A/B/n test

An A/B/n test is what you’re probably most used to.

It splits traffic equally among two or more variants and you determine which test won based on its effect size (assuming that other factors like sample size and test duration were sufficient).

ABCD Test Example
An A/B test with four variants: Image source

Multivariate test

In a multivariate test, on the other hand, you can test several variables on a page and hope to learn what the interaction effects are among elements.

In other words, if you were changing a headline, a feature image, and a CTA button, in a multivariate test you’d hope to learn which is the optimal combination of all of these elements and how they affect each other when grouped together.

A Multivariate Test

Generally speaking, it seems like experts run about ten a/b tests for every multivariate test. The strategy I go by is:

  • Use A/B testing to determine best layouts at a more macro-level.
  • Use MVT to polish the layouts to make sure all the elements interact with each other in the best possible way.

Bandit test

Bandits are a bit different. They are algorithms that seek to automatically update their traffic distribution based on indications of which result is best. Instead of waiting for four weeks to test something and then exposing the winner to 100% traffic, a bandit shifts its distribution in real time.

Experimental Design: Bandits

Bandits are great for campaigns where you’re looking to minimize regrets, such as short-term holiday campaigns and headline tests. They’re also good for automation at scale and targeting, specifically when you have lots of traffic and targeting rules and it’s tough to manage them all manually.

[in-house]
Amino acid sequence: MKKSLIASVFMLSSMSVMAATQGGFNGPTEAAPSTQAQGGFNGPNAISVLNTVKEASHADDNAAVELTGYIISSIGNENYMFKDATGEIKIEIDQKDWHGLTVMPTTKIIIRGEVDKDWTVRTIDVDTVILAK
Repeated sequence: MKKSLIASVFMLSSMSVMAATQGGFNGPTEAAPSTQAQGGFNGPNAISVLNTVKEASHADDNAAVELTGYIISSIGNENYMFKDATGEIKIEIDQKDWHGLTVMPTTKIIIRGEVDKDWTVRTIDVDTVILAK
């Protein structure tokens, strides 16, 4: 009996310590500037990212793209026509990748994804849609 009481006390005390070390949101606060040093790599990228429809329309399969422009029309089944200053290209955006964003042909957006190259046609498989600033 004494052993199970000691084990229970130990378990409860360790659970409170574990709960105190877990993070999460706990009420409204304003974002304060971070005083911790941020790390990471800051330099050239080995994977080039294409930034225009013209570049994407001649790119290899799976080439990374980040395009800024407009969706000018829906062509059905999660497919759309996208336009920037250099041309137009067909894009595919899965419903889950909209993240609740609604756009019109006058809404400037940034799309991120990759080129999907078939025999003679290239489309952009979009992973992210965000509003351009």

Unfortunately, while they are simpler from an experimental design perspective, they are much harder for engineers to implement technically. This is probably why they’re less common in the general marketing space, but an interesting topic nonetheless. If you want to learn more about bandits, read this article I wrote on the topic a few years ago.

Tip 3: Consider the kind of experiment you want to run. Depending on your needs, you might run an A/B/n test, a multivariate test, a bandit test, or some other form of experimental design.

Conversion Optimization Tip 4:
Choose your OEC

Returning to a point made earlier, it’s important to choose which north star metric you care about: this is your OEC (Overall Evaluation Criterion). If you don’t state this and agree upon it up front as stakeholders in an experiment, you’re welcoming the opportunity for ambiguous results and cherry-picked data.

Basically, we want to avoid the problem of HARKing: hypothesizing after results are known.

Twitter, for example, wrote on their engineering blog that they solve this by stating their overall evaluation criterion up front:

One way we guide experimenters away from cherry-picking is by requiring them to explicitly specify the metrics they expect to move during the set-up phase….An experimenter is free to explore all the other collected data and make new hypotheses, but the initial claim is set and can be easily examined.

The term OEC was popularized by Ronny Kohavi at Microsoft, and he’s written many papers that include the topic, but the sentiment is widely known by people who run lots of experiments. You need to choose which metric really matters, and which metric you’ll make decisions with.

Tip 4: In order to avoid ambiguous or compromised data, state your OEC (Overall Evaluation Criterion) before you begin and hold yourself to it. And never hypothesize after results are known.

Conversion Optimization Tip 5:
Some companies shouldn’t A/B test

You can still do optimization without A/B testing, but not every company can or should run A/B tests.

It’s a simple mathematical limitation:

Some businesses just don’t have the volume of traffic or discrete conversion events to make it worth running experiments.